We took several Honda models and examined their reliability based on the same data. We took the mileage numbers of these models and compared them with the mileage numbers of the Honda Odyssey.
What becomes clear from this table immediately is the fact that Honda builds vehicles with an incredible lifespan with affordable fuel requirements. Car brands typically have vehicles that last between 200.000 – 250.000 miles; anything above that is rare. However, Honda has many cars with an expected mileage of 250.000 or slightly higher.
What becomes apparent in the table below is the fact that the Odyssey doesn´t hold up quite as well as other Hondas. It´s actually the vehicle with the lowest expected mileage of them all. However, we have to say that the Odyssey has to compete with sedans like the Civic and Accord and SUVs like the CR-V and HR-V. All of them are known for their extreme reliability.
Whether or not this means there´s an issue with the Odyssey is something we´ll find out later.
|Model||Sample Size||Expected Mileage||Highest Mileage|
How Much Does Maintenance Cost Per Year?
The maintenance cost must be as low as possible for a vehicle to be truly reliable. Any unreliable vehicle can achieve high mileage if money is put into repairs. But a reliable car does not require those expensive repairs. In the table below, we´ve gathered the Odyssey’s maintenance costs for many model years. This data was acquired from Repairpal and Caredge.com.
On average, we expect to pay $547 in annual maintenance costs for a Honda Odyssey. Let it be clear that this is a low number. Typically, it costs a car owner $647 annually to keep a minivan like the Odyssey on the road. Therefore, the Odyssey is $100 cheaper yearly than its competition.
What also becomes clear in the table below is that model years that were manufactured after 2015 have significantly lower costs than pre-2015 model years. This is logical because younger models have fewer problems. However, the fact that even the 2015 model year is lower in cost is hopeful, given that this model is already becoming quite old. In that sense, the 2011 – 2013 model years are negative outliers.
|Model Year||Annual Maintenance Cost|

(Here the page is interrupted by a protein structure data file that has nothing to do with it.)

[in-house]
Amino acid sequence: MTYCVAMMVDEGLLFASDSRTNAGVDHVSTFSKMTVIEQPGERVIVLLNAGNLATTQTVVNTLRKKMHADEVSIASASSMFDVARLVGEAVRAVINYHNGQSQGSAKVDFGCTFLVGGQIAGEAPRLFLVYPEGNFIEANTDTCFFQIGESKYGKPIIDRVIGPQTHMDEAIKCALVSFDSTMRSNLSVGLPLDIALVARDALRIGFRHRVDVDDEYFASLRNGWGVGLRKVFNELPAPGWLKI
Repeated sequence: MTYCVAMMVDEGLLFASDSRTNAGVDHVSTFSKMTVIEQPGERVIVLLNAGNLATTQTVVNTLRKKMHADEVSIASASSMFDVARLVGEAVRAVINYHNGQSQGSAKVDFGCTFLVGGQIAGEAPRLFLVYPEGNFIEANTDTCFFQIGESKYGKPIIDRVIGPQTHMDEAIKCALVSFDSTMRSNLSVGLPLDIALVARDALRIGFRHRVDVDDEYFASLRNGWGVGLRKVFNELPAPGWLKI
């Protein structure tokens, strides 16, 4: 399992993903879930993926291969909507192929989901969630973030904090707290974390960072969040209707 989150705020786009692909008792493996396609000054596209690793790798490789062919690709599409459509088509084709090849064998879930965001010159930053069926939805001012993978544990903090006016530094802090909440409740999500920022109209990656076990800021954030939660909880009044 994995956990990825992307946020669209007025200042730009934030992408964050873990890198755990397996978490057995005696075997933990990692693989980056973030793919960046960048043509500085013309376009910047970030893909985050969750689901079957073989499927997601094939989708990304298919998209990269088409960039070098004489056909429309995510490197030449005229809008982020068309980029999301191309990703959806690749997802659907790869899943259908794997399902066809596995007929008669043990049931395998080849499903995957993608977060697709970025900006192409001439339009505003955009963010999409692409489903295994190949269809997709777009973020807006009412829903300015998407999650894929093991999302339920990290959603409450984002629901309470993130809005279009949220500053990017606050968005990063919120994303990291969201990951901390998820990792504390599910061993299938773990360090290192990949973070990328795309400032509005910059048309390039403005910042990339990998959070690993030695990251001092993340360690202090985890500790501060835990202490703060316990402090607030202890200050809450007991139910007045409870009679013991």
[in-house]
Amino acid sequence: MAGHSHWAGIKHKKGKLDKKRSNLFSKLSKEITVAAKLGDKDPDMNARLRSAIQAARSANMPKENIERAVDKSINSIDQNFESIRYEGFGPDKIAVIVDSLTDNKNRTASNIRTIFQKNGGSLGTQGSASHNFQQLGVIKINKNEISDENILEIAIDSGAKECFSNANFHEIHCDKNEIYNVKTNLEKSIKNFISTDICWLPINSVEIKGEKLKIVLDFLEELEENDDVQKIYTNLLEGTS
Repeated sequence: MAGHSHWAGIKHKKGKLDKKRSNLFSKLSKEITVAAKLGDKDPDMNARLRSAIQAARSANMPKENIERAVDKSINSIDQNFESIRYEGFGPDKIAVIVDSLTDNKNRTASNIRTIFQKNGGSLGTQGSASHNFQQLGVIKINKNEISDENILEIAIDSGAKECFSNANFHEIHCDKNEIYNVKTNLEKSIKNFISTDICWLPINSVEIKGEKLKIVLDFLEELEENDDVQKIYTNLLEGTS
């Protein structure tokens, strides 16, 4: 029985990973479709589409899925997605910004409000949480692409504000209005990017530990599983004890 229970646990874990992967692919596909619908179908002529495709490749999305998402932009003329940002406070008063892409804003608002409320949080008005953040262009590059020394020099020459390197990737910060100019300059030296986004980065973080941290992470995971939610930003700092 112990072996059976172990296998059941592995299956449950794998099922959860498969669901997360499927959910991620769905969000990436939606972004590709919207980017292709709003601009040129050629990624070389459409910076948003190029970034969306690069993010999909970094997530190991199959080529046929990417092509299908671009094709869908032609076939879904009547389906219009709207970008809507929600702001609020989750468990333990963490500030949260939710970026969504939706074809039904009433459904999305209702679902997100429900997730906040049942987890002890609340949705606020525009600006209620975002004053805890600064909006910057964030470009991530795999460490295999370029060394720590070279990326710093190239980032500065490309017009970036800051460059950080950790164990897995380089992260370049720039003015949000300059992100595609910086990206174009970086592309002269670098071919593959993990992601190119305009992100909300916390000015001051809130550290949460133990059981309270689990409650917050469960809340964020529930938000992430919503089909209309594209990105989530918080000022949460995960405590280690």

Owners’ Reviews Of The Honda Odysseys Reliability
Besides knowing all the data, it’s, of course, also essential to see how owners experience the Odyssey. For this, we went to Kelley Blue Book, Truecar, and Cars.com. All three platforms have gathered hundreds of reviews from actual car owners. We summarized our findings in the image below.
What becomes clear immediately is that the fight generation of the Odyssey doesn´t seem to be an all-around crowd-pleaser. As a matter of fact, the scores on Kelley Blue Book and Edmunds are pretty poor. So, what´s causing this? Well, the quote below sums up the sentiment quite well:
After owning for about 4 years, I can confidently say you should look at something else. The 9 speed automatic transmission does not have smooth shifts, and sometimes does not even shift at all, causing the rpms to climb, but the vehicle not to accelerate, which is really scary when trying to merge with highway traffic. The build quality and comfort leave something to be desired, also. The interior feels cheap, with low quality plastic, that both looks, and feels bad. (…)2018 owner, Source
By far, the most complained about aspect of the Odyssey is the ride quality. Poor shifting, poor handling, and non-responsiveness are the main themes in this regard. This is on top of numerous other problems owners are experiencing. This seems to undermine the positive sentiment about the Odyssey so far.
Honda Odyssey Common Problems